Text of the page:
In a move which has garnered much support, MPs have voted in favour of a call to end to unpaid internships.
In a move which has garnered much support, MPs have voted in favour of a call to end to unpaid internships. Conservative MP Alec Shelbrooke proposed a Ten Minute Rule Motion to the House of Commons which would make it an offence for employers to not pay their interns.
If passed into law, interns would be entitled the National Minimum Wage after four weeks of work.
With a majority vote of 181 to 19 in favour of the motion, it has certainly caught the attention of Parliament and has gathered cross-party support.
Mr Shelbrooke, the MP for Elmet and Rothwell, said “It’s a great message to go forward that [banning unpaid internships] is something which the House is united on.”
In the Commons, Mr Shelbrooke argued that “unpaid internships restrict social mobility” as they aid young people from wealthy backgrounds who can afford to work for free, but restrict entry to the workplace for the majority of young people in the UK. Too often, these opportunities were available on a “who you know, not what you know” basis.
“There are lots of opportunities in society, but they’re being slowly taken away by people of wealth,” said the Conservative MP. “I am sure many MPs on all sides would baulk at the idea of children only getting access to a decent education if they have a wealthy background. But this is the situation we’re allowing to continue in the early employment market.”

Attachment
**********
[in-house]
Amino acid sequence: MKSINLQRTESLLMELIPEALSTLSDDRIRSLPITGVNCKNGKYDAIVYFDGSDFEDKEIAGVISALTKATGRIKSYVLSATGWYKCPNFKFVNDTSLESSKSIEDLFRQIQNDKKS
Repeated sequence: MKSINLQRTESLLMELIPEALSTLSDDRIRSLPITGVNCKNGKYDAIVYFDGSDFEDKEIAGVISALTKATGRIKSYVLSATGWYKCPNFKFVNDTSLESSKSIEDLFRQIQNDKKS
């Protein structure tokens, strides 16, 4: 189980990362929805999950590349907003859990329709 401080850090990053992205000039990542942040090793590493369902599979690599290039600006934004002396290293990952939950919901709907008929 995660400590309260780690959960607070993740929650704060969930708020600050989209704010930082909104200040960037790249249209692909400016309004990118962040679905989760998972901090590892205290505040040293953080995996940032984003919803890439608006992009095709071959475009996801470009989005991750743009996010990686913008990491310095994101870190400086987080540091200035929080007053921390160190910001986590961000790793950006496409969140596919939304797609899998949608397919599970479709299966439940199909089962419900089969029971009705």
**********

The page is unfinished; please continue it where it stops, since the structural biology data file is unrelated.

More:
Mr Shekbrooke’s motion comes after a YouGov poll found that more than 43 per cent of 18 to 24 year olds believe unpaid internships act or have acted as a major barrier to getting a job.
Also, research from the think-tank IPPR revealed that there were around 100,000 unpaid internships in the UK in 2010.
“In a nation such as ours, nobody should be expected to work for free. Work should be rewarded,” said the MP.
The motion has been supported by various Conservative and Labour MPs, as well as the campaign group Intern Aware which argues unpaid internships are exploitative.
However, Labour MP Barry Sheerman has spoken out against the bill saying that despite his support for efforts to tackle exploitation, a “heavy handed ban” could damage business and a voluntary approach would be preferable.
“I want us to move more positively to have a charter that everyone understands, that they sign-up to in terms of the fair treatment of young people doing work experience,” he said.
It is interesting that a Labour MP, traditionally considered the representatives of social justice, is against such a proposal.
A number of employers such as Ernst & Young already implement a similar practice to that outlined in the recent motion and employer bodies ranging from the Arts Council to the Royal Institute of British Architects actually expel members that use unpaid interns.
Despite the efforts of these, the Low Pay Commission reported in 2013 that it “received a substantial volume of evidence suggesting a growth in the terms ‘internship’, or volunteer’ to denote unpaid activities that look like work and to which the National Minimum Wage should apply.” This is something the bill is designed to address.
It may be a while before this motion is passed into legislations and it is likely to undergo some fine-tuning before it gets government support. However, it has certainly shown that MPs are aware of the debate surrounding unpaid internships and want to try to tackle it.
This could be the start of a sea change in the world of internships—what is sure is it will be a long process.
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